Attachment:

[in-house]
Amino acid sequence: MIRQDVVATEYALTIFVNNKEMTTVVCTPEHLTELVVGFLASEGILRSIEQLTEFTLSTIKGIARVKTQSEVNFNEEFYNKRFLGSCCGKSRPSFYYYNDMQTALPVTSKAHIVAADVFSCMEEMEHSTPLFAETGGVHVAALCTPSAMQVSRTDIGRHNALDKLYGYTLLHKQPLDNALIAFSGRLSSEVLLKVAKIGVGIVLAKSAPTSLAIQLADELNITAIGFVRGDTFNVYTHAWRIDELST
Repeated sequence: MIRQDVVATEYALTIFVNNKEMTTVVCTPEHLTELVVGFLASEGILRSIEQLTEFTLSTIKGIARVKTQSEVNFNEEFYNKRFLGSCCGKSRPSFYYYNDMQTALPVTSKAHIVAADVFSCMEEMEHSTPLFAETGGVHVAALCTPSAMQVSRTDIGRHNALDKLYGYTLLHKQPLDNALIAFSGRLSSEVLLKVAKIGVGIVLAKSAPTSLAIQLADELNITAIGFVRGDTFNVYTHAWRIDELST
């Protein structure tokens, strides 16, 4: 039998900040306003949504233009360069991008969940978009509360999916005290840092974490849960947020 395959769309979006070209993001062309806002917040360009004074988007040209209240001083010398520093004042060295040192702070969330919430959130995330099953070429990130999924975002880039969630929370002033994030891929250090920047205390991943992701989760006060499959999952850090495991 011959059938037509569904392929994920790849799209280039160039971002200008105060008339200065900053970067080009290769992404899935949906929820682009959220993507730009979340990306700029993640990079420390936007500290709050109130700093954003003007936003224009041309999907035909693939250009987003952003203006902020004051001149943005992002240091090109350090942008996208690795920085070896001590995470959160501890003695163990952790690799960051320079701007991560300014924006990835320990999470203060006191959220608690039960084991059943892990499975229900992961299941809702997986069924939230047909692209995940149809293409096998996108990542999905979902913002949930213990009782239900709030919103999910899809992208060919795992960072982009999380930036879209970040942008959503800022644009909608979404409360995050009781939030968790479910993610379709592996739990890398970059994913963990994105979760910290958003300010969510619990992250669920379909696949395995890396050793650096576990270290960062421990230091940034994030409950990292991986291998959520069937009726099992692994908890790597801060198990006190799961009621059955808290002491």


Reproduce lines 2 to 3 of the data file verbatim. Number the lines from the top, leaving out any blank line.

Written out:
Amino acid sequence: MIRQDVVATEYALTIFVNNKEMTTVVCTPEHLTELVVGFLASEGILRSIEQLTEFTLSTIKGIARVKTQSEVNFNEEFYNKRFLGSCCGKSRPSFYYYNDMQTALPVTSKAHIVAADVFSCMEEMEHSTPLFAETGGVHVAALCTPSAMQVSRTDIGRHNALDKLYGYTLLHKQPLDNALIAFSGRLSSEVLLKVAKIGVGIVLAKSAPTSLAIQLADELNITAIGFVRGDTFNVYTHAWRIDELST
Repeated sequence: MIRQDVVATEYALTIFVNNKEMTTVVCTPEHLTELVVGFLASEGILRSIEQLTEFTLSTIKGIARVKTQSEVNFNEEFYNKRFLGSCCGKSRPSFYYYNDMQTALPVTSKAHIVAADVFSCMEEMEHSTPLFAETGGVHVAALCTPSAMQVSRTDIGRHNALDKLYGYTLLHKQPLDNALIAFSGRLSSEVLLKVAKIGVGIVLAKSAPTSLAIQLADELNITAIGFVRGDTFNVYTHAWRIDELST